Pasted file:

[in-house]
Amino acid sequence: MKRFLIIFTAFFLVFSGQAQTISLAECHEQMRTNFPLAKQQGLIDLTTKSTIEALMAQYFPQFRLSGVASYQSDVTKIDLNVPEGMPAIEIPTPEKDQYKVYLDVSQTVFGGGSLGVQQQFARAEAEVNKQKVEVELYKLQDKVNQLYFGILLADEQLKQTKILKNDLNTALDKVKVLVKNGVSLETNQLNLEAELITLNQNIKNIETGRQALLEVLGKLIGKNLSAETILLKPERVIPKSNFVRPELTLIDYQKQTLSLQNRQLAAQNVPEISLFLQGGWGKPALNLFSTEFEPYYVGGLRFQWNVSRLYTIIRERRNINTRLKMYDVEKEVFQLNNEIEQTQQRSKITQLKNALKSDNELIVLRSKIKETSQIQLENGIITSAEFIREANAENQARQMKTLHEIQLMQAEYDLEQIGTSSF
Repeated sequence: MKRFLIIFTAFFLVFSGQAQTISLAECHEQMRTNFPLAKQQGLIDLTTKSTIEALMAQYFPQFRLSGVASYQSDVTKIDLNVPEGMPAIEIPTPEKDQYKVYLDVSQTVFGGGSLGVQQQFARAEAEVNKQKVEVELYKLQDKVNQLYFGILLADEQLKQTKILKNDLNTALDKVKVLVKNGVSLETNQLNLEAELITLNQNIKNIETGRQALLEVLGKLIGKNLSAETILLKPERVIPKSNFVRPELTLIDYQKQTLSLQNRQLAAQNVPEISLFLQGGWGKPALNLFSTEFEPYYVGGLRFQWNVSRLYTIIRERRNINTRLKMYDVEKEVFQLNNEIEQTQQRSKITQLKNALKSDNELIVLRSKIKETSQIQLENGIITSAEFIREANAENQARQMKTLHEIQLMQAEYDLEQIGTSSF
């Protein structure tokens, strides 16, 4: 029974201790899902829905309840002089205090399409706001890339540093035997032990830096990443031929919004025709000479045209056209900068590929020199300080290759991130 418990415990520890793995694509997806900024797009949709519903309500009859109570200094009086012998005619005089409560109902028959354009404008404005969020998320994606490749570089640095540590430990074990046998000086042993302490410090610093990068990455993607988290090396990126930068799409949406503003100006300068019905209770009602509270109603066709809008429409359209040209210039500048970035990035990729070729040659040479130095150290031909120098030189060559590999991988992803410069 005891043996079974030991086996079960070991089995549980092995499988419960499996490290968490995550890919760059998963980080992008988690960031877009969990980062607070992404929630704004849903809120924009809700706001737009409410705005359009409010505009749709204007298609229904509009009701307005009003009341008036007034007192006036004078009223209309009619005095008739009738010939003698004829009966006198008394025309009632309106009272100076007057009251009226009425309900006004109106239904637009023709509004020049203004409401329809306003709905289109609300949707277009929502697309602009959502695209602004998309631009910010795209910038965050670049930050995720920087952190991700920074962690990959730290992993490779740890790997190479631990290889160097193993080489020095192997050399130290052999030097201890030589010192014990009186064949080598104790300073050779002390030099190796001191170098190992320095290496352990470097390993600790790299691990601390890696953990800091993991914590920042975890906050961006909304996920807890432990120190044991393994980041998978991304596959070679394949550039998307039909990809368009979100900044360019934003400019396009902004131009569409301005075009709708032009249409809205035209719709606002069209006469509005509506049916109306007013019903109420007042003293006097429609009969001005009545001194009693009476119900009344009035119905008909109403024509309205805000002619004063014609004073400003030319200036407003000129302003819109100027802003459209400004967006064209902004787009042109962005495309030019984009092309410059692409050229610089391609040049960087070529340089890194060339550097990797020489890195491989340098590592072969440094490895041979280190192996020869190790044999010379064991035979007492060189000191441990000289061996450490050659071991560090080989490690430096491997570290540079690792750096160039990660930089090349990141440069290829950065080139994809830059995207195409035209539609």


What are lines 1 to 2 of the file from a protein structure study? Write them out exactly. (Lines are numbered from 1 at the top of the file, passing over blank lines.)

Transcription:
[in-house]
Amino acid sequence: MKRFLIIFTAFFLVFSGQAQTISLAECHEQMRTNFPLAKQQGLIDLTTKSTIEALMAQYFPQFRLSGVASYQSDVTKIDLNVPEGMPAIEIPTPEKDQYKVYLDVSQTVFGGGSLGVQQQFARAEAEVNKQKVEVELYKLQDKVNQLYFGILLADEQLKQTKILKNDLNTALDKVKVLVKNGVSLETNQLNLEAELITLNQNIKNIETGRQALLEVLGKLIGKNLSAETILLKPERVIPKSNFVRPELTLIDYQKQTLSLQNRQLAAQNVPEISLFLQGGWGKPALNLFSTEFEPYYVGGLRFQWNVSRLYTIIRERRNINTRLKMYDVEKEVFQLNNEIEQTQQRSKITQLKNALKSDNELIVLRSKIKETSQIQLENGIITSAEFIREANAENQARQMKTLHEIQLMQAEYDLEQIGTSSF